North American white-tailed deer – shown in 2021 surveys of five states to have SARS-CoV-2 infection rates of up to 40% – shed and transmit the virus for up to five days once infected, according to a new study.
“It’s a relatively short window of time in which the infected animals are shedding and are able to transmit the virus,” said Dr. Diego Diel, associate professor in the Department of Population Medicine and Diagnostic Sciences and director of the Virology Laboratory at the College of Veterinary Medicine’s Animal Health Diagnostic Center. “However, the virus is very efficient at transmitting to white-tailed-deer entering contact with infected animals.”
The study, “From Deer-to-Deer: SARS-CoV-2 is Efficiently Transmitted and Presents Broad Tissue Tropism and Replication Sites in White-Tailed Deer,” which published online on March 21 in PLOS Pathogens, also identified that the virus develops and replicates in the deer’s respiratory tract, lymphoid tissues – including tonsils and several lymph nodes – and in central nervous system tissues.
“Virus replication in the upper respiratory tract – especially the nasal turbinates [nose structures] - is comparable with what is observed in humans and in other animals that are susceptible to the infection,” Diel said, “and I think that’s probably one of the reasons why the virus transmits so efficiently.” As with humans, the virus spreads between deer through nasal and oral secretions and aerosols.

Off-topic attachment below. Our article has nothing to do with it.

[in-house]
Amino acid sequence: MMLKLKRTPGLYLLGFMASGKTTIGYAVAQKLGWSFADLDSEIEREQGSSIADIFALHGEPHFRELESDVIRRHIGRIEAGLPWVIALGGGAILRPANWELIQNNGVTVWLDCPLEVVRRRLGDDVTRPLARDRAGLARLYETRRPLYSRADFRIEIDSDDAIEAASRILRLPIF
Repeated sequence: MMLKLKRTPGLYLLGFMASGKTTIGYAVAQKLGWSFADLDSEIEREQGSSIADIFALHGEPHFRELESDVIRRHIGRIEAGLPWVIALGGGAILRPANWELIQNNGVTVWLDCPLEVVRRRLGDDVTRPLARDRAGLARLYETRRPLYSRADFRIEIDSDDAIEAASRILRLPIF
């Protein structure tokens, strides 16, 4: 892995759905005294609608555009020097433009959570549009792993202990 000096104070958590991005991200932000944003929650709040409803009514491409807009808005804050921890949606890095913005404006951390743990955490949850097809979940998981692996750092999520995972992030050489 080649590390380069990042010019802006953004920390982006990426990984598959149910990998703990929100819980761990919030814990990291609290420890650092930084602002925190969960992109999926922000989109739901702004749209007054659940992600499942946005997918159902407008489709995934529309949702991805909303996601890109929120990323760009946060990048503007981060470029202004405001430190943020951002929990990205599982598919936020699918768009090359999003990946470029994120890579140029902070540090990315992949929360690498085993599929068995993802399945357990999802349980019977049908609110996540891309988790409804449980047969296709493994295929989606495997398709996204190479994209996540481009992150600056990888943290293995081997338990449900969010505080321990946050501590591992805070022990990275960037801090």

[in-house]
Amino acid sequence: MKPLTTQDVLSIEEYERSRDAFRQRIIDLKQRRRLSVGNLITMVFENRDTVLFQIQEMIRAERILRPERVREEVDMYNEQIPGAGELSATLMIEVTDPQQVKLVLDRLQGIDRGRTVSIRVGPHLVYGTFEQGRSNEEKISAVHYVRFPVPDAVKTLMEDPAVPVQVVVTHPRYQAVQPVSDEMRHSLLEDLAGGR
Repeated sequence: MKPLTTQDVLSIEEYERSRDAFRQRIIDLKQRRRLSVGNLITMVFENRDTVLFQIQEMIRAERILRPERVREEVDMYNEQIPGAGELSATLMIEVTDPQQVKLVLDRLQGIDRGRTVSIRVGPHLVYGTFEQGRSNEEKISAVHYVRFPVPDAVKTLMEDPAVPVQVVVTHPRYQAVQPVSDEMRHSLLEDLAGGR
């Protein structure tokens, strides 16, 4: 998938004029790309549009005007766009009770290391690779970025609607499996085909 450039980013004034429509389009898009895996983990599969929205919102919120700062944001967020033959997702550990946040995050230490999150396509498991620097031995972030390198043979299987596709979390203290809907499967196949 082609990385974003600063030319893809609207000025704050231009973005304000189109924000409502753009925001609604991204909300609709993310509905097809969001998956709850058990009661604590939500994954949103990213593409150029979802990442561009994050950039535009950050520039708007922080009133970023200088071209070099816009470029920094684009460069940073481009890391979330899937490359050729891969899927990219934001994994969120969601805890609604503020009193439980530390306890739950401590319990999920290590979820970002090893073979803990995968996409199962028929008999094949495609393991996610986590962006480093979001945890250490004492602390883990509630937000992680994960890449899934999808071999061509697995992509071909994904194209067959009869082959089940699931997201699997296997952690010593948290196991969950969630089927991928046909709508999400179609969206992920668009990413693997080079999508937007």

The findings are critical for guiding epidemiological and immunological studies of SARS-CoV-2 in wildlife to determine if deer can act as reservoirs that maintain the virus in nature independent of humans. Last year, researchers traced multiple introductions of SARS-CoV-2 from people into deer populations in several U.S. states.
Identifying target tissues where the virus replicates during infection could also provide useful information for hunters who harvest deer. While there is currently no evidence that humans have caught COVID-19 from deer, epidemiologists and others are concerned that hunters could become infected while harvesting an infected kill.
“Given the broad practice of deer hunting in the U.S., knowing the sites of virus replication is important to minimize the risks of exposure and transmission from these wild animals that could be potentially transmit the virus d back to humans,” Diel said.
In the study, white-tailed deer were intranasally inoculated with SARS-CoV-2 at a biosafety level-3 facility at the USDA National Animal Disease Center (NADC) in Ames, Iowa. Groups of uninfected deer were then exposed to the infected deer on days three, six and nine. Consistent with tests showing that deer stop shedding infectious virus after five days post-infection, animals exposed on day three became infected but no transmission of the virus was observed in the groups of animals that were added on days six and nine. The new results complement a previous study by Dr. Diel’s group and his collaborators at NADC which demonstrated for the first time that white tailed deer are highly susceptible to SARS-COV-2 infection.
If contact tracing for COVID-19 were to continue, a question of whether a person had contact with white-tailed-deer should be added to the contact tracer’s questionnaire, Diel said.
Mathias Martins, a postdoctoral researcher in Diel’s lab, is the paper’s first author. Mitchell Palmer, a research veterinary medical officer with the U.S. Department of Agriculture Agricultural Research Service in Ames, Iowa, is a co-senior author of the paper.